An AI task force advisor to the UK government has warned that humans have a narrow window of two years to control and regulate AI before it becomes too powerful.

Matt Clifford, is an advisor to the UK government who also chairs the “Advanced Research and Invention Agency, or ARIA. He would discuss these risks during an interview with TalkTV that humans have a small window to better understand and regulate AI before it becomes too powerful, where it might be difficult to safeguard it from significant threats.

Due to an increase in development that is going on within the AI industry, it comes as no surprise that countless industry leaders and experts have signed a letter signalling to pause or slow down the development of new and existing systems. This is to allow a robust and secure framework on ai safety to prevent future tragedies from occuring.

This also comes during a tense period of AI hysteria, after reports (that were later confirmed to be false) over an AI pilot that disobeyed orders.

Keeping up with the rapid pace of advancement poses a considerable challenge. However, some countries have decided to take a more pragmatic approach, with the UK being more open to cooperation with the tech giants such as OpenAI & DeepMind.

Mr. Clifford would later highlight that AI can create bioweapon recipies and launch large-scale cyber attacks, with many references to the letter signed by 350 AI experts that were previously mentioned.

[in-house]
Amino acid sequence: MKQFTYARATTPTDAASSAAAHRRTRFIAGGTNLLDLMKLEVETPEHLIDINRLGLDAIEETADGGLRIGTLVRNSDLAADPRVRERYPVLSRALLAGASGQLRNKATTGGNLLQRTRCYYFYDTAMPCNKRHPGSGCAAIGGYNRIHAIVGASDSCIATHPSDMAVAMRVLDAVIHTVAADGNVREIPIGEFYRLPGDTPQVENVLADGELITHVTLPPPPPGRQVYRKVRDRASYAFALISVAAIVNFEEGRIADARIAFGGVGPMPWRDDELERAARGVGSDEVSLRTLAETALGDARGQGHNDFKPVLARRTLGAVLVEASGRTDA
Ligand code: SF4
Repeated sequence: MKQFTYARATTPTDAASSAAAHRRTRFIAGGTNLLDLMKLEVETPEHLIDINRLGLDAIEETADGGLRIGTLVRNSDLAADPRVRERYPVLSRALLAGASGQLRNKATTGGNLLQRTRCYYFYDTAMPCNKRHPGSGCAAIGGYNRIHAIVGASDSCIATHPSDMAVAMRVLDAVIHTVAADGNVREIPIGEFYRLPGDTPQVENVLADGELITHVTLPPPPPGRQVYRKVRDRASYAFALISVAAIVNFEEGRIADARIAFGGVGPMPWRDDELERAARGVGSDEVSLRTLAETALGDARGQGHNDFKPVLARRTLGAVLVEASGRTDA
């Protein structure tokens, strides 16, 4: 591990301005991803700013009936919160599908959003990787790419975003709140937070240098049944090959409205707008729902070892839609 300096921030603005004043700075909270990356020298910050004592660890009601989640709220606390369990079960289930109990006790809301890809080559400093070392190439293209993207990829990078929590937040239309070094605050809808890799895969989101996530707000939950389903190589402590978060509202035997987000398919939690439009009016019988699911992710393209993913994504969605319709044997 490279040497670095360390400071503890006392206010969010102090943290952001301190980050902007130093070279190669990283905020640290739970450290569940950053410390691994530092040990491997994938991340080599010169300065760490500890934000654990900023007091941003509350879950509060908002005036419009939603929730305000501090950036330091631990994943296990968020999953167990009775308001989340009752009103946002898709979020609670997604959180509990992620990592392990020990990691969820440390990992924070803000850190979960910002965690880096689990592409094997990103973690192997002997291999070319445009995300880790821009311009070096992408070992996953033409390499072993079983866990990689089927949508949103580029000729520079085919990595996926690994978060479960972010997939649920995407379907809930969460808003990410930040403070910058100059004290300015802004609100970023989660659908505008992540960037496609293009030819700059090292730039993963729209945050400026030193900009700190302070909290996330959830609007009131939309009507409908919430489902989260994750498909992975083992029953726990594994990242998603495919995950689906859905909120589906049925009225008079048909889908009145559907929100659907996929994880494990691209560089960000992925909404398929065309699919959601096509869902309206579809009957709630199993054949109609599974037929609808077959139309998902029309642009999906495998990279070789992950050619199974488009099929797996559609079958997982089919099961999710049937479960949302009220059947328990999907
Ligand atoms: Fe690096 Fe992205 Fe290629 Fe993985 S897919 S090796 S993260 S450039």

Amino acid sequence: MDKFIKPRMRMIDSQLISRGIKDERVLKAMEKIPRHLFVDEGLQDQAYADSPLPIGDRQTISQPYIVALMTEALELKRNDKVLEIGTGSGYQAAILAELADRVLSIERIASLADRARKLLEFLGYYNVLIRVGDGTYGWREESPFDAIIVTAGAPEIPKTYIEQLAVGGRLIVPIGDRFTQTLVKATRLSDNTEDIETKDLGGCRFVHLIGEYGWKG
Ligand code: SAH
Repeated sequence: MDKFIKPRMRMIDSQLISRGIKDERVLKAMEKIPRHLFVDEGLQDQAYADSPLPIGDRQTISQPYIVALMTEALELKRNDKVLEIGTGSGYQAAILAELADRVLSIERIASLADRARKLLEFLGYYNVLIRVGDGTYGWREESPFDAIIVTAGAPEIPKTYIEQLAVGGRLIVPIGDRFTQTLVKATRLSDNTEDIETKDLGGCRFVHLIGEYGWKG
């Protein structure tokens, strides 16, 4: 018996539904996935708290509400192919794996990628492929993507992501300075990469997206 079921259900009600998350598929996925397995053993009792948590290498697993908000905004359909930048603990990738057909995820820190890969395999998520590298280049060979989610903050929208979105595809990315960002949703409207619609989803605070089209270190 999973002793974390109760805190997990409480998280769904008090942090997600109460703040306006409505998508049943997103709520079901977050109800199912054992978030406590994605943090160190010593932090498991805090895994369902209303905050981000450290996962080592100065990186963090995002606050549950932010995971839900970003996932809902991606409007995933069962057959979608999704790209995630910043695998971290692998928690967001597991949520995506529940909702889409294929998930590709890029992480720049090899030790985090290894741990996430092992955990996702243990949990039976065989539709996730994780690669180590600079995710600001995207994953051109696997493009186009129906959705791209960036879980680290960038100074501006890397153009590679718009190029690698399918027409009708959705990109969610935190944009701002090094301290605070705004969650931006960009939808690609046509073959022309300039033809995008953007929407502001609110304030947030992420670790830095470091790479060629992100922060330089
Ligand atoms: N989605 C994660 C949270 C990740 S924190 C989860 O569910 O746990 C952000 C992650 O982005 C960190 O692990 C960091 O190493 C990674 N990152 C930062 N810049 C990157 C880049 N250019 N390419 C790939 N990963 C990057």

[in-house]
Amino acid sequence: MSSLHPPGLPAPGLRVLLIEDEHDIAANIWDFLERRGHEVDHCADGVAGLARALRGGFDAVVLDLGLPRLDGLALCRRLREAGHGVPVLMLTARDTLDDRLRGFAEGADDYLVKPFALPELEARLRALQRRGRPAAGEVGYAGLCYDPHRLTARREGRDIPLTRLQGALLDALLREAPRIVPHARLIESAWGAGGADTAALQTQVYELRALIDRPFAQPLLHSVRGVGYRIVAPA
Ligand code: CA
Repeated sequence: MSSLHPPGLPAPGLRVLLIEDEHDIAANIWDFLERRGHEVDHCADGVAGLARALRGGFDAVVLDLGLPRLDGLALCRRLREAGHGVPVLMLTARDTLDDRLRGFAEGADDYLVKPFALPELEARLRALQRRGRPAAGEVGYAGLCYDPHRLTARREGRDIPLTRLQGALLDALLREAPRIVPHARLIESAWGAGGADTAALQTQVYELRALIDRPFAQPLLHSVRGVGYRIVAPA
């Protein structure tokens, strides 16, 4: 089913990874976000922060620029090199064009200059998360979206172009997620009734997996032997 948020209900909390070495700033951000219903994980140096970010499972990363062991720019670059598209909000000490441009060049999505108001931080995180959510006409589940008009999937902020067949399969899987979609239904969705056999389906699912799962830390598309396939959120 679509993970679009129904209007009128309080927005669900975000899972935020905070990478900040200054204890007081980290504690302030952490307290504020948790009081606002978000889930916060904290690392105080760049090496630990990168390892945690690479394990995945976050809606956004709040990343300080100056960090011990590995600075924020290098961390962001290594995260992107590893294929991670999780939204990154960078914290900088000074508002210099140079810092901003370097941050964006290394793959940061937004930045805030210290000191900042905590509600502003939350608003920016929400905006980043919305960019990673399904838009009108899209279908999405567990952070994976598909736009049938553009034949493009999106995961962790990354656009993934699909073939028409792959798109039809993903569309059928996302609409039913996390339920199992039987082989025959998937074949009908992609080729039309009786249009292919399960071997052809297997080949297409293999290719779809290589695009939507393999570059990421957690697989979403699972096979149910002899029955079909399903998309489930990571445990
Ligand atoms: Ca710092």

“The people who are building the most capable systems freely admit that they do not understand how [AI Systems] exhibit the behaviour they do”.

Matt Clifford

However, one may argue that this increase in aritifical intelligence paranoia may only stifle advancement and innovation. With many fears of potential job losses being reported on social media, there are concerns this increase in fear could result in less optimism in the technology and ultimately less investment.

Going back to Mr. Clifford, he, however, does not paint a completely bleak picture and proceeds to express reasons for optimism.

“You can imagine AI curing diseases, making the economy more productive, helping us get to a carbon-neutral economy”.

Matt Clifford

Referencing back to the open letter, there are a large number of people that argue the main reason for the AI heavyweights such as OpenAI, Meta & Microsoft to sign such treaties and letters is due to the fast emergence of open source competitors. These competitors are already nearly reaching the potential of ChatGPT and the like.

They believe that these tech giants would aim for a pause to allow them to monopolise the market and lobby for regulations that would largely affect the open-source industry. With open-source struggling, this will pave the way for total domination of AI by these massive corporations.

Do we really have two years? Or will time run out sooner?

With only a limited time to act, and the speed of artificial intelligence growth being exponential, policymakers, researchers and the government must work together and collaborate. In doing so, they should focus their efforts in minimising risks, on ai safety, and encouraging further development without getting mired by bureaucracy.

They must quickly learn to put their differences aside to realise the significant dangers this may hold if left unchecked for too long. However, are we already too late, and is Pandora’s box already open?